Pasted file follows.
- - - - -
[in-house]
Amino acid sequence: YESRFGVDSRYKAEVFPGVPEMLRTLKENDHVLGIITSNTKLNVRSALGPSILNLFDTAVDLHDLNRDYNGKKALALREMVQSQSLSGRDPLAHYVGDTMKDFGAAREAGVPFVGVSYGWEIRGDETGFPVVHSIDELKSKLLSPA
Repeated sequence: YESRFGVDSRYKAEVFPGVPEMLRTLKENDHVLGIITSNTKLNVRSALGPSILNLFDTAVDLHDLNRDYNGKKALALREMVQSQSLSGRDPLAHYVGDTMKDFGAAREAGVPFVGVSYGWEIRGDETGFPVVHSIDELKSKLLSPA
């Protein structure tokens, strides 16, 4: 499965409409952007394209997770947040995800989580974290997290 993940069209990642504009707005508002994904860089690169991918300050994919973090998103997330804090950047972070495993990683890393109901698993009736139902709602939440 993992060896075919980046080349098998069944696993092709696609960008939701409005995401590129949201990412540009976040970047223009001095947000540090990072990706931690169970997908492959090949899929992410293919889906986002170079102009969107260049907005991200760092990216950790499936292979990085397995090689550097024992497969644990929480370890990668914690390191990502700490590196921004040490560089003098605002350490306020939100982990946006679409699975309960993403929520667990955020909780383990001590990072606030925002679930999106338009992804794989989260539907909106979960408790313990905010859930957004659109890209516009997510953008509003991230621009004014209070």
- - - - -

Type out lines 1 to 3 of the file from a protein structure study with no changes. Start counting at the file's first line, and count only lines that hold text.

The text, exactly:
[in-house]
Amino acid sequence: YESRFGVDSRYKAEVFPGVPEMLRTLKENDHVLGIITSNTKLNVRSALGPSILNLFDTAVDLHDLNRDYNGKKALALREMVQSQSLSGRDPLAHYVGDTMKDFGAAREAGVPFVGVSYGWEIRGDETGFPVVHSIDELKSKLLSPA
Repeated sequence: YESRFGVDSRYKAEVFPGVPEMLRTLKENDHVLGIITSNTKLNVRSALGPSILNLFDTAVDLHDLNRDYNGKKALALREMVQSQSLSGRDPLAHYVGDTMKDFGAAREAGVPFVGVSYGWEIRGDETGFPVVHSIDELKSKLLSPA